– Mary Magdalene. Who knows exactly what her afflictions were, but they were so bad that she was described as having “seven demons.” Maybe she was mentally ill. But Jesus freed her, and she devoted her whole heart and life to him. Mary Magdalene was there when Jesus was publicly disgraced at the crucifixion. She was there to care for his dead body. And she was the first to see the greatest miracle in history: the resurrected Jesus. She, a woman who had been shamefully sick, saw it first. This is God’s upside-down way. (More about Mary M. here.)
These women fell all over Jesus, and he allowed it. If any other religious leader did that, he would risk his marriage and his ministry – as evidenced by so many who have fallen. Jesus alone is able to be the longed-for hero. He alone can allow this scandalous Love-With-Abandon, which was demonstrated by so many unclean, improper women of the New Testament. He received their adoration and didn’t turn them away. And he stayed sin-free (2 Cor. 5:21).
Considering all of this, I’m guessing there was no wife in the picture. But if there was, she was a true saint herself, with a vision for God’s plan!
There’s a more important argument for Jesus’ singlehood, though: the purpose of his ministry.
In a mind-blowing fulfillment of countless Old Testament writings and rituals, Jesus relinquished his own life in The Great Exchange. The sin-sickness of the whole world landed on him, while his own joyful, sin-free standing with God was made available to anyone who wants it. His purpose was to redeem an entire group of people, bringing them into such an intimate relationship with himself that it would be like marriage (the good kind of marriage).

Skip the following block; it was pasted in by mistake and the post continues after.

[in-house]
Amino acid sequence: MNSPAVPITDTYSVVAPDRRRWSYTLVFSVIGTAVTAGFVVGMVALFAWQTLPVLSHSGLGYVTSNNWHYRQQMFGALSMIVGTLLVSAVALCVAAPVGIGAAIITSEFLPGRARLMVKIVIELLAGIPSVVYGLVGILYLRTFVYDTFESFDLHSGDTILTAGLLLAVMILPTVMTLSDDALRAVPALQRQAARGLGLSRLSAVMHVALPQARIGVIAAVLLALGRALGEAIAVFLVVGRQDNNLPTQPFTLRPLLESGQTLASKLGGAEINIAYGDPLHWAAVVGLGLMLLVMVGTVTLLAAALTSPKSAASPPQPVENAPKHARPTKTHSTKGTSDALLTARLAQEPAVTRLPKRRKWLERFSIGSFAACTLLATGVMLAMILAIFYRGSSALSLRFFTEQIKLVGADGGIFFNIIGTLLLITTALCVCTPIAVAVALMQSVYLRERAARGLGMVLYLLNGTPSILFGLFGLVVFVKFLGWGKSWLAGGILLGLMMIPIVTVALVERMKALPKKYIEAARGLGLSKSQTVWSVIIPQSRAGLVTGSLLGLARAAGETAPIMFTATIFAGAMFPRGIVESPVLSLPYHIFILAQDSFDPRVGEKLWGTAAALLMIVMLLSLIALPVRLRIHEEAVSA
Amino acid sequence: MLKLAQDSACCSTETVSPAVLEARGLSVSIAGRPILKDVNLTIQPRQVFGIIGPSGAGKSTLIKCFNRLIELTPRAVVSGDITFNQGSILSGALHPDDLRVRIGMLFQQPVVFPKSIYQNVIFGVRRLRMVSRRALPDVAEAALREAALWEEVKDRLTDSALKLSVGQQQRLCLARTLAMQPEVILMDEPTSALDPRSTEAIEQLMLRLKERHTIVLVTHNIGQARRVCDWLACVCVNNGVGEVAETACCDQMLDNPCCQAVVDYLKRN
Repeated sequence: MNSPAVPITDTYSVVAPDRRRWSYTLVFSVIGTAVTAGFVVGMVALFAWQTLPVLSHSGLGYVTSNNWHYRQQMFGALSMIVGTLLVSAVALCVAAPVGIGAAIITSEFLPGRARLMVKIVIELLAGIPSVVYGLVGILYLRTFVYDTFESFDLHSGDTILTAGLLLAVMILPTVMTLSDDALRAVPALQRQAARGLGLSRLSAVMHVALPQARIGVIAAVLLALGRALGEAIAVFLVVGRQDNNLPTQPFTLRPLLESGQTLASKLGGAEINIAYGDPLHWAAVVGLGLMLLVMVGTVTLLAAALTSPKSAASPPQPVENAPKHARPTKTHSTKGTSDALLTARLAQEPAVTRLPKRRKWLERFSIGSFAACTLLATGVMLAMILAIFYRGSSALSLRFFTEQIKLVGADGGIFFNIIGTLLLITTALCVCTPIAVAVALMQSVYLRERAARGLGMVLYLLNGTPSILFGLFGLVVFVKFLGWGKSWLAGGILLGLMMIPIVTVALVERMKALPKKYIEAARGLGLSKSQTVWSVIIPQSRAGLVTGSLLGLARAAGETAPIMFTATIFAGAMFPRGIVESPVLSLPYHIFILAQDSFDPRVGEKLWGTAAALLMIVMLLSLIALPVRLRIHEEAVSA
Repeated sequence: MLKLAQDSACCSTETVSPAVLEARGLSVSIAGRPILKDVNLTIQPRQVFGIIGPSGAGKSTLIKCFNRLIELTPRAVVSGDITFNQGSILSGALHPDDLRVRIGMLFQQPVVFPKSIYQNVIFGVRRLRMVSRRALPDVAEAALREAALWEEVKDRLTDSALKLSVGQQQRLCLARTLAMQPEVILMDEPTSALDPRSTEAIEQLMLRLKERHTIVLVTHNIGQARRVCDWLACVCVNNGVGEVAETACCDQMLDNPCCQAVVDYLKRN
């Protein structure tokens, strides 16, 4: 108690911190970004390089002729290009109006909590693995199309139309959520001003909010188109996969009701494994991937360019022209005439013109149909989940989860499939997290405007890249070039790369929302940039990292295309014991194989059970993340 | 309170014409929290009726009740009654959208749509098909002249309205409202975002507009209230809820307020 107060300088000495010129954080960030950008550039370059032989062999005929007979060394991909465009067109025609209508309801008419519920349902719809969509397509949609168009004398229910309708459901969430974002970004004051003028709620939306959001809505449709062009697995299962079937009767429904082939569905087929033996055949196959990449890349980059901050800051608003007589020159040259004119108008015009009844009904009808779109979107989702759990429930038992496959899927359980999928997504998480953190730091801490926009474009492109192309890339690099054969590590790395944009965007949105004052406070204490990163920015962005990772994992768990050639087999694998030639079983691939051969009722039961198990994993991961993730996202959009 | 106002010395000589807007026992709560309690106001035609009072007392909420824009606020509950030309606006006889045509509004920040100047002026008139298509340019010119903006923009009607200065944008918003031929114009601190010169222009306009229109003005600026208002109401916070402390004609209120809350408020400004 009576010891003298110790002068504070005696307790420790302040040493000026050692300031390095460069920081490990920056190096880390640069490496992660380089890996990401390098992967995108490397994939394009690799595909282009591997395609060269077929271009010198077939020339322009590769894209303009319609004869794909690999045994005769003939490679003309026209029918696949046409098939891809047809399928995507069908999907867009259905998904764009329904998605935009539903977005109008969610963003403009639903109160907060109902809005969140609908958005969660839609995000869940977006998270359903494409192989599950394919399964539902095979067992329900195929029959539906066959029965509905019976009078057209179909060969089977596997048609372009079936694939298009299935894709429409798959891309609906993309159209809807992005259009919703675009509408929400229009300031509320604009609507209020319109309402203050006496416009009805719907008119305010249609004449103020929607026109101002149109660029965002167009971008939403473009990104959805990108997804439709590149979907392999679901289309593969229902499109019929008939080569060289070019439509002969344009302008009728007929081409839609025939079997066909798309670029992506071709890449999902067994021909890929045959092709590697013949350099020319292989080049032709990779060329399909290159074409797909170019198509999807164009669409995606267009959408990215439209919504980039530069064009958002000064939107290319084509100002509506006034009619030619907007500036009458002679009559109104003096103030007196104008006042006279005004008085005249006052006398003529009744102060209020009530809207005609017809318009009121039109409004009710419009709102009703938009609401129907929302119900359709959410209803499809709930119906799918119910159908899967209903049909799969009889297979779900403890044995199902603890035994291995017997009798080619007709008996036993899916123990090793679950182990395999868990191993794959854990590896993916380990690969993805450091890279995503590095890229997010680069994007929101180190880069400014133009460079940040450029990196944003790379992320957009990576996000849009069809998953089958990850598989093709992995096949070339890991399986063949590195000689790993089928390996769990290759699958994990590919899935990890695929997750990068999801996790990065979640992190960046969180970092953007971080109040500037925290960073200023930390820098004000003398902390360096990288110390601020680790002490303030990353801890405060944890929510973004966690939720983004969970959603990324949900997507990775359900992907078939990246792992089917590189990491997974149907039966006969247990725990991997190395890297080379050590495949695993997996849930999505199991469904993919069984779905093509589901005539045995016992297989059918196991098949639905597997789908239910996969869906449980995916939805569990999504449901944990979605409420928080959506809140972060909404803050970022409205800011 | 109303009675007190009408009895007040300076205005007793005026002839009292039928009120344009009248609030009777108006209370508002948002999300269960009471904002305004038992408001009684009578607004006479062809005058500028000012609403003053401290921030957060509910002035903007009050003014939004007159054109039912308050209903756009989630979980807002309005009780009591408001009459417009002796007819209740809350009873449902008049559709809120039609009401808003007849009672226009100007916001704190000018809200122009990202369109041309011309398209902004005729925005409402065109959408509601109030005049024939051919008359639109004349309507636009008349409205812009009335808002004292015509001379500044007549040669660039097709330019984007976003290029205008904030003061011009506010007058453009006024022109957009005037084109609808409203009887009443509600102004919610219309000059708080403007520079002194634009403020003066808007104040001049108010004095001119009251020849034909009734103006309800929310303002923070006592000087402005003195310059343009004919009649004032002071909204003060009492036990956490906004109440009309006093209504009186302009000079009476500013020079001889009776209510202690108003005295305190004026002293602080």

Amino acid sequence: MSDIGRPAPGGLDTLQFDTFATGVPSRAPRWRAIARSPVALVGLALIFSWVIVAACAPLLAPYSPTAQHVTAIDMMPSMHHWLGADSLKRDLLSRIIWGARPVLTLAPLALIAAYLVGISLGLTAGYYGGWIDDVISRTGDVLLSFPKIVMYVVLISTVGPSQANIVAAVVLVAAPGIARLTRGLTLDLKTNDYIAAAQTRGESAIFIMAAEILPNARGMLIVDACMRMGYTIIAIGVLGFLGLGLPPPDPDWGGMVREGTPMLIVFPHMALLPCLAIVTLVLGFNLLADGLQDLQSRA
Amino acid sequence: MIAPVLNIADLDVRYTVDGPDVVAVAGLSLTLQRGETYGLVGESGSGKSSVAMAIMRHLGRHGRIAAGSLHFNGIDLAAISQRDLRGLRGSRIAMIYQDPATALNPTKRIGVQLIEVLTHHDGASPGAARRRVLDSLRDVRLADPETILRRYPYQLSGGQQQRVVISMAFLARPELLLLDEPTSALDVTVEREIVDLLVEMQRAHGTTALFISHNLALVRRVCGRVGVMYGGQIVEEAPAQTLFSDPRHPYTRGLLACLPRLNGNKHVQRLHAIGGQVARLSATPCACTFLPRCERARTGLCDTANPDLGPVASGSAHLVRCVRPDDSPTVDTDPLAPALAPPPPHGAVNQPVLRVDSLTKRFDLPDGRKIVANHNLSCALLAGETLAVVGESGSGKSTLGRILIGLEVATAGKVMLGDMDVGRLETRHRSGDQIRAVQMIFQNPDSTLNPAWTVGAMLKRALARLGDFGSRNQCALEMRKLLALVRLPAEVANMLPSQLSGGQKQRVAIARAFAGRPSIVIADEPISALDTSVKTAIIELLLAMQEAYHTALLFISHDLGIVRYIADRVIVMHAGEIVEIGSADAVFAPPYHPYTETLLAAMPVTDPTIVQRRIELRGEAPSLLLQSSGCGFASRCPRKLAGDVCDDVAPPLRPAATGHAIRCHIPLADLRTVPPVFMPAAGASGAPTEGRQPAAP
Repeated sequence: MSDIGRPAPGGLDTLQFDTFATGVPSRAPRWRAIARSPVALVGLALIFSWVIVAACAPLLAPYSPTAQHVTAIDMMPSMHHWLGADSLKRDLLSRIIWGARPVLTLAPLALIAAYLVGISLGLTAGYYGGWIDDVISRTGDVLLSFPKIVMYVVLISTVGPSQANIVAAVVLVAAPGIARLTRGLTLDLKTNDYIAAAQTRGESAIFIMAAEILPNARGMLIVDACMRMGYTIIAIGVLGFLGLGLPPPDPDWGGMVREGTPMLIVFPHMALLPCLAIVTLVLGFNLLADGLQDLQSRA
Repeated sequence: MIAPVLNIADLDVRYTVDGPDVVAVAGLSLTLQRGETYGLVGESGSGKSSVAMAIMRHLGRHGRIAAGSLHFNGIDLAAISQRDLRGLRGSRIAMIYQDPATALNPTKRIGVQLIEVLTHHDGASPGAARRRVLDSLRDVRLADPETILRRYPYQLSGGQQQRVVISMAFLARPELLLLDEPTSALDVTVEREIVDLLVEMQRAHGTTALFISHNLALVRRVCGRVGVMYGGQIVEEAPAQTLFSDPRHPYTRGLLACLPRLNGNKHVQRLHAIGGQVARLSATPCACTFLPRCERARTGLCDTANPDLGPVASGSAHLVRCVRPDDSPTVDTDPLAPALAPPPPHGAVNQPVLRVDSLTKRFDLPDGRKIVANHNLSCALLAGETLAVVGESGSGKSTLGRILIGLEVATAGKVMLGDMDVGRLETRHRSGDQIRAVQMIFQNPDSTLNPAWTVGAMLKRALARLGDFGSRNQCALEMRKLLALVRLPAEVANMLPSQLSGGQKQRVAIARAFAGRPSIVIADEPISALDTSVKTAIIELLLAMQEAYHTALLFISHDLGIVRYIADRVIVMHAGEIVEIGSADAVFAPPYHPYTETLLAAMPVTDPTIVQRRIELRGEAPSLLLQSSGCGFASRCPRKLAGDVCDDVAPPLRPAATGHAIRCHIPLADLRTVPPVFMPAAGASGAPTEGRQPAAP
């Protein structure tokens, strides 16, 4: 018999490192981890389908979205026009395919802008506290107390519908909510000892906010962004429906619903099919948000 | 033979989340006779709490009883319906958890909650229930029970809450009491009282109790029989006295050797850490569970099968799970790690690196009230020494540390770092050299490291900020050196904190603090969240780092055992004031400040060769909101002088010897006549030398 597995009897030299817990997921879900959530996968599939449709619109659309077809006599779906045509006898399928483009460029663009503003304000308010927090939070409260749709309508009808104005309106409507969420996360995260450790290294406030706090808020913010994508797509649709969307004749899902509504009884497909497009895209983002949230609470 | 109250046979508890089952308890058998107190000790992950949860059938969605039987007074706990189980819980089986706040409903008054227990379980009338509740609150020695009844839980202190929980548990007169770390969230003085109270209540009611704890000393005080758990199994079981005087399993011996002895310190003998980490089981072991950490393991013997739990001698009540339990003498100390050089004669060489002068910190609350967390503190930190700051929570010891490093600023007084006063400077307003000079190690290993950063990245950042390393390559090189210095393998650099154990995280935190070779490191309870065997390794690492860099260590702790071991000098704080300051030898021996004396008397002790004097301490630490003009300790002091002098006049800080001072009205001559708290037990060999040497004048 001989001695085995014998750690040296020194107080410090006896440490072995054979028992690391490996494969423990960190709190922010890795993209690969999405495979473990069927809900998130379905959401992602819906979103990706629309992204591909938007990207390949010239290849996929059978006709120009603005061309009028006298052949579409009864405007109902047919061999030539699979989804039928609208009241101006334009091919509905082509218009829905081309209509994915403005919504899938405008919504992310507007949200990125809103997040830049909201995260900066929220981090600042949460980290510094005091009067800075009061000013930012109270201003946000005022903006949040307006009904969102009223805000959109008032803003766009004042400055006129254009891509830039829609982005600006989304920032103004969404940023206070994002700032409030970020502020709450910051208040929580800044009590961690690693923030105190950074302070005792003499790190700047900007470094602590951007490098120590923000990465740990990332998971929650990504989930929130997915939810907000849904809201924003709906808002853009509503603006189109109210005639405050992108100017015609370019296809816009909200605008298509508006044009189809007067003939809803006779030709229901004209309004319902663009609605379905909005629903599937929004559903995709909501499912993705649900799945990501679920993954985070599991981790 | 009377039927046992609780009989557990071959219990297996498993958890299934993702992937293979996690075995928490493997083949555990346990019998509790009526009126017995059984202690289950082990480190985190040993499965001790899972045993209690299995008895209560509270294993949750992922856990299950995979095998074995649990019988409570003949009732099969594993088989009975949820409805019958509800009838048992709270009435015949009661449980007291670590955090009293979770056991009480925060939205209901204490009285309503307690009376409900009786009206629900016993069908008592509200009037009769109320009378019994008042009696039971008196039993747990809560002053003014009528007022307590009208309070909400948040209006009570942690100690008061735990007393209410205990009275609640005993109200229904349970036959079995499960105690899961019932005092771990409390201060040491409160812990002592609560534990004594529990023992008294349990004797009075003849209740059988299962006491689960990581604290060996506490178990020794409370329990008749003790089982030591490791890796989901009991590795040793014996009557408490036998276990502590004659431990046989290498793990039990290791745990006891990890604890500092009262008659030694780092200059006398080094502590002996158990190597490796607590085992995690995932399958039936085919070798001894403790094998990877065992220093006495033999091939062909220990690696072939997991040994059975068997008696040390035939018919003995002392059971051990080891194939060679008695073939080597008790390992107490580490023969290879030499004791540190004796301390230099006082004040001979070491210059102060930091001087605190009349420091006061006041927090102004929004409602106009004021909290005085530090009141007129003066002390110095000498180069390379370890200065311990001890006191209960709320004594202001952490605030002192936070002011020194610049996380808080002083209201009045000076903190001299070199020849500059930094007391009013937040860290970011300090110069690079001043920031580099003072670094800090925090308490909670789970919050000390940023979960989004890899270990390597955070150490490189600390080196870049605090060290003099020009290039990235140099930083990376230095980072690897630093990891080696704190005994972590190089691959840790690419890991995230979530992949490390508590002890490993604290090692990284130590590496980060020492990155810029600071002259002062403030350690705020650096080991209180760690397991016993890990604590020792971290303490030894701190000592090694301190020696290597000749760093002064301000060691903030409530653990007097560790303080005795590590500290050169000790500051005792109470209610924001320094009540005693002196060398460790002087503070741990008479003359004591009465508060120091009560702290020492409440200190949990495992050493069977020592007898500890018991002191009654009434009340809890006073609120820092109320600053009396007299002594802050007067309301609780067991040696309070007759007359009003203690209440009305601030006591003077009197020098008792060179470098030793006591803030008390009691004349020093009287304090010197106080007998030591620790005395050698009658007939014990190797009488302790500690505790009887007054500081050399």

For these reasons, I don’t think God’s Son had a wife. That level of closeness is reserved for every person who needs it badly enough to reach for it, looking for a miracle of acceptance in place of shame. And this is a miracle we’re guaranteed to receive.
“This righteousness from God comes through faith in Jesus Christ to all who believe. There is no difference, for all have sinned and fall short of the glory of God, and are justified freely by his grace through the redemption that came by Christ Jesus. God presented him as a sacrifice of atonement, through faith in his blood.” Romans 3:22-25